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April 18, 1997 - Image 10

Resource type:
The Michigan Daily, 1997-04-18

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Uelj t n &tIlg

PRO HOCKEY New Jersey leads, 1-0 Portland 105,

Ottawa 1
Buffalo leads, 1-0
N.Y. Rangers 0
Florida leads, 1-0
Montreal 2

Pittsburgh 1
Phil. leads. 1-0
Seattle 108,
UTAH 106,
Golden State 93

Seattle 8,
N.Y. Yankees4
Anaheim 3

Cleveland 4,
Baltimore 1,
Oakland 4
ST. Louis 1
Cincinatti 2

April 18, 1997


Holmes, Mika make
greater contributions
No. 14 Minnesota to test slumping softball

Blue advances.
to Super Six
Team title to be determined today

By Josh Kleinbaum
Daily Sports Writer
,,.opportunity knocked. And Kelley
-Holmes and Tammy Mika answered.
At the start of the season, the two
Michigan softball players were in simi-
lar positions. Holmes was the No. 2
pitcher in a three-player rotation, throw-
ing behind and overshad-
owed by All-American Sara
Griffin. Mika was battling wee
for a starting spot after pre- x:N
dominantly serving as a Michiga
pinch-runner a year before. Ten, 37:
Entering tomorrow's I al) Vs.'
p.i. doubleheader with No. M rnneso
IA 'Minnesota (5-3 Big Ten, 3Q-9)
30-9 overall) at Alumni What A
Field, the two have emerged doub(eh
as stars on a slumping When Ti
r. Michigan team. 1 p.m.
Holmes wasn't given an Whert
option. When Griffin suf- Field
fered a broken arm at Iowa Notabe:
after an infield collision on W 5 s e a f cn
April 5, she was forced to gam hc
step it up. ; n
"t enjoy the challenge," was s
Holmes said. "I tend to per- Wens
formu better in the pressure r
And perform better she has. Since
the series at Iowa, Holmes has only
allowed four earned runs in 49 1/3
innings - a phenomenal 0.57 ERA.
Holmes has met the challenges off of
the field as well.
The senior has compiled a 3.9 grade
point average in the School of Business
Administration - more than three
times her ERA and good enough for
Academic All-America second-team
Holmes was honored at the Michigan
Academic Achievement Banquet on

high school - not by Michigan, any-
way. But she came here because she
loved the school. Hers is a softball ver-
sion of the typical rags-to-riches story
- from substitute to star.
A year ago, Mika was a role player.
She pinch ran, and she didn't do much
else. She had only 21 trips to the plate
and batted a dismal .231
when she did get to the
end - plate. She had one extra-
12 base hit the entire season
n, (74 Bg and drove in only nine runs.
1ai1 Qver- Over the past 12 games,
N. 14 Mika has done more than
ta (5-3, she did all last year. She has
batted .410 in 39 at-bats,
Big Ten .including three extra-base
Iader hits one double, one
cmorrow, triple and one home run -
and six RBI.
UmnI Mika has boosted her
season average to .391 and
The has cracked the starting
es' 27~ lineup for good, playing
either in the outfield or as
streat the designated player.
pped on "Tammy Mika is an
dayci winspiration to me,"
Michigan coach Carol
Hutchins said. "I've talked
to my team about her. What Tammy
does is get excited about any opportuni-
ty she has. She's never had an attitude
of, 'How come I don't play more?,'
even though for a while she didn't play
all the time."
Mika came to Michigan because she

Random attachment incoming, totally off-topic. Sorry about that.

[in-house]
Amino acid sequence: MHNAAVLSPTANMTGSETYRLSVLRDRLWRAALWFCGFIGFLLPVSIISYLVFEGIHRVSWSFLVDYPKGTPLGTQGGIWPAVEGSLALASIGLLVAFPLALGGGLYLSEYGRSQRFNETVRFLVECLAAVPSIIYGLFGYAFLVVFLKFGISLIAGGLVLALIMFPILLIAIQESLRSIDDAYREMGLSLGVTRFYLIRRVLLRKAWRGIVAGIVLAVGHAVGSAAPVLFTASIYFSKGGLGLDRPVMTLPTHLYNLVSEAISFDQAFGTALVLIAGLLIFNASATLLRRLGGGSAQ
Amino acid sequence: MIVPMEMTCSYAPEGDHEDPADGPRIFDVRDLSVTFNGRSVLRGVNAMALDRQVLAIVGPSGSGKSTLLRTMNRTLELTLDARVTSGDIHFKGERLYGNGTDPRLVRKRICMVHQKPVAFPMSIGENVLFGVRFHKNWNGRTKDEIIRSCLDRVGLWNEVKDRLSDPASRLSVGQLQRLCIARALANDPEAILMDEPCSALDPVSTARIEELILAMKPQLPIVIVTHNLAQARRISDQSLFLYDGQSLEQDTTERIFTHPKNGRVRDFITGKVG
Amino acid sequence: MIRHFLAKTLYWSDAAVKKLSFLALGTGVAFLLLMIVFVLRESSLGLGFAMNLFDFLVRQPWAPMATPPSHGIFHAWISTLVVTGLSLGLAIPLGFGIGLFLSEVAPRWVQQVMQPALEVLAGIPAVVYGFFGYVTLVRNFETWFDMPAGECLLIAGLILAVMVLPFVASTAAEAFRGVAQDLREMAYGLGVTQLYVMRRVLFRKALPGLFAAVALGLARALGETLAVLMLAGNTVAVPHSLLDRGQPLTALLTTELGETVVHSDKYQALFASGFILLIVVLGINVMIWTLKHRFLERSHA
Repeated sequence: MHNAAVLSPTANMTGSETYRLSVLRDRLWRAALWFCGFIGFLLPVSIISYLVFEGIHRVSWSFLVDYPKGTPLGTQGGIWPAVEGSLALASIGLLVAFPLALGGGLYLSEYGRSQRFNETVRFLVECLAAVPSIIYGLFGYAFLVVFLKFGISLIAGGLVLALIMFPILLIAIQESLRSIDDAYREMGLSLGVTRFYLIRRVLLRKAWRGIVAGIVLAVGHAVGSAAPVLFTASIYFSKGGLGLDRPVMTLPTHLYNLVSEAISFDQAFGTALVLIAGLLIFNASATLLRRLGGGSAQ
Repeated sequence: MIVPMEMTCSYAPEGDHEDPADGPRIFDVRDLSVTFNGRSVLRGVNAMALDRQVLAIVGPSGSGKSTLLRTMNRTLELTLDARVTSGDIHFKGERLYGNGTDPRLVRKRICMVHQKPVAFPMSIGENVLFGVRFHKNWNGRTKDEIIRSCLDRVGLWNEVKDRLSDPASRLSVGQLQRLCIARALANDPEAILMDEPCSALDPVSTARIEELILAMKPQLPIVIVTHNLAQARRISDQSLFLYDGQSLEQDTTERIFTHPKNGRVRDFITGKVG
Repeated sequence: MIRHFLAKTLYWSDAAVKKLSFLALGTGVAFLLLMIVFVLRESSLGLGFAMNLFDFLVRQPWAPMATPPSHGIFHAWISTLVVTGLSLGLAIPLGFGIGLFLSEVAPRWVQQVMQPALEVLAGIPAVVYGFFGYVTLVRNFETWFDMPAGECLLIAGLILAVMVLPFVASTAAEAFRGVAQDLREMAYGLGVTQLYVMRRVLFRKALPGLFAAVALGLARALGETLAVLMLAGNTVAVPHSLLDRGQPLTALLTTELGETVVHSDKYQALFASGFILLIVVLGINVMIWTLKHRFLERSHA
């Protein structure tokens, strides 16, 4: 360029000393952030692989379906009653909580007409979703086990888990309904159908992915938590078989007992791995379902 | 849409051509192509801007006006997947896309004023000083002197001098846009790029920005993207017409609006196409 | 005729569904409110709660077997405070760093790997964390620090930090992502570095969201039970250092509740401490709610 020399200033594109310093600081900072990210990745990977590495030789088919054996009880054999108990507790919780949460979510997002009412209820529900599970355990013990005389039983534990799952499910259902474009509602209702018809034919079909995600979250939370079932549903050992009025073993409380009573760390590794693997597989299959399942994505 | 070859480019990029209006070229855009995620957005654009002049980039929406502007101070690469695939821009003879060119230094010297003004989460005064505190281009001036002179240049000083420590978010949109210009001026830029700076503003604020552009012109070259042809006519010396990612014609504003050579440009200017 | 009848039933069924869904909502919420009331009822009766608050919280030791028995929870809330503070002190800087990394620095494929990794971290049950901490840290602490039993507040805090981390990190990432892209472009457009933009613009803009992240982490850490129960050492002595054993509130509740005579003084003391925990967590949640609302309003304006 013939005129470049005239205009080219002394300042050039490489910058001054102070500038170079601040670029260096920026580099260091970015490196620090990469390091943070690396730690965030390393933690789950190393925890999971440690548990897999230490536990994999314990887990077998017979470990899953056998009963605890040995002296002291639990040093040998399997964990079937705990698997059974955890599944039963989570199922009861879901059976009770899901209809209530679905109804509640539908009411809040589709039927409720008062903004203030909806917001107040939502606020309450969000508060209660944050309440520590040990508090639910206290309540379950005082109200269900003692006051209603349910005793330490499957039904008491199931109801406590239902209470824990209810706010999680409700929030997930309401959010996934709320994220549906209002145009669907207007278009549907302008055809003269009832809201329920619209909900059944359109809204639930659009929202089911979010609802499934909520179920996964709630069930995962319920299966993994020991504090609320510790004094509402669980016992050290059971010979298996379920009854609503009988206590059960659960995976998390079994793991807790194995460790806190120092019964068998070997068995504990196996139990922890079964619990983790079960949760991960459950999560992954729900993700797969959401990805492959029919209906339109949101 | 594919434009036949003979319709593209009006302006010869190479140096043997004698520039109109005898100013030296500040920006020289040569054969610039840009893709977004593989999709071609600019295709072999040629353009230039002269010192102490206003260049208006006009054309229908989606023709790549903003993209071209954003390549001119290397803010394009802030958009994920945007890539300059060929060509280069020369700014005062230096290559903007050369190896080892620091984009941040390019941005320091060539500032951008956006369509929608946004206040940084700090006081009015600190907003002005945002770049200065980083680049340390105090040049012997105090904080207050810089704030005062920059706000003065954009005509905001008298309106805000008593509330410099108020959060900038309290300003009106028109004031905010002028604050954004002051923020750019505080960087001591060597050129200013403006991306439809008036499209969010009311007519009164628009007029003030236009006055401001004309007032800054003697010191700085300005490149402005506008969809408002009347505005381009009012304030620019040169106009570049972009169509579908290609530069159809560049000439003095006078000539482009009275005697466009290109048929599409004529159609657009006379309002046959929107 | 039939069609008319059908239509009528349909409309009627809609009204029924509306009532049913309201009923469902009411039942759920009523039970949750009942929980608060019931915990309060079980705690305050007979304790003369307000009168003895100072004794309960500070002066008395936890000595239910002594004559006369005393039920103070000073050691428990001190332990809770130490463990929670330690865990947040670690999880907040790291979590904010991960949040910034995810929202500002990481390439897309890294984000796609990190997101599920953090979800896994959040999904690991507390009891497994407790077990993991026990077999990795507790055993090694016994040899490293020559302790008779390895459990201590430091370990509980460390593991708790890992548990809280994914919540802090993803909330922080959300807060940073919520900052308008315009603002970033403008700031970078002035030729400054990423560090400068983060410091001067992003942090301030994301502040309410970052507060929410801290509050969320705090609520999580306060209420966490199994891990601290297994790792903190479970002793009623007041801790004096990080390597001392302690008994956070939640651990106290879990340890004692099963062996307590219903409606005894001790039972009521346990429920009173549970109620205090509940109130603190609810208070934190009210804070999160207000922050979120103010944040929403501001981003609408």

loves the school - not for the expo-
sure, not for the playing time, not for
the reasons that so many other athletes
go to Michigan. She was recruited
much more heavily by other schools but
came to Michigan anyway, knowing
that she might not get a lot of playing
"She wanted to go to Michigan, she
loves Michigan, and she wants to win
for Michigan," Hutchins said. "She is
totally excited every time she walks out
onto the field, whether walking to prac-
tice today or to a big game tomorrow."
So she's at Michigan. And since she's
been here, Mika has made an impres-
"I admire her as much as any kid I've
ever coached," Hutchins said. "She's a
winner. She is trying to find ways to
win. She works very, very hard. She
takes everything to heart.
"I told the kids to look up to Tammy
and follow some of her lead, because
we could use more people acting like
her right now."
Meni's tems vs Northwestern, Tisch Tennis Center, 1
Women's tennis vs. Pernn State, Tisch Tennis Center, 10
Men's track/freWd at Kansas Relays,.tLawrence, all day.
Women's track/filed at Micnigan State Invite, East
Lansing, TBA
Men's gymnastics at NCAA championships, Iowa City,
7 p~m,
Women's gymnastics at NCAA championships,
Gainesville, FRa., all day
Men's golf at Legends of Indiana, Bloongton, all day
Grew at Iowa dual, Iowa City, TSA

By Jacob Wheeler
Daily Sports Writer
Success comes in stages - score
after score, leap after leap, or in the
case of the Michigan women's gymnas-
tics team, day after day.
Last night, the Wolverines success-
fully completed stage one in their quest
for a national championship, finishing
second in the evening round of prelim-
inary competition in Gainesville, Fla.,
though they narrowly advanced to
today's finale.
The Wolverines were only 0.225
away from being eliminated - and it
was the injury-riddled Nikki Peters who
saved the day.
Able to compete in only two events
due to two sprained ankles, Peters won
both the vault and the uneven bars with
a pair of 9.95s. The sophomore's per-
formances proved to be the difference,
as no Wolverines placed in the top five
in the all-around. Freshman Sarah Cain
led Michigan with a 39.35.
Michigan advances to today's NCAA
Super Six championship along with
Georgia, UCLA, Arizona State, Florida
and Nebraska. "We are very happy and
excited about qualifying into tomorrow
night's competition," Michigan coach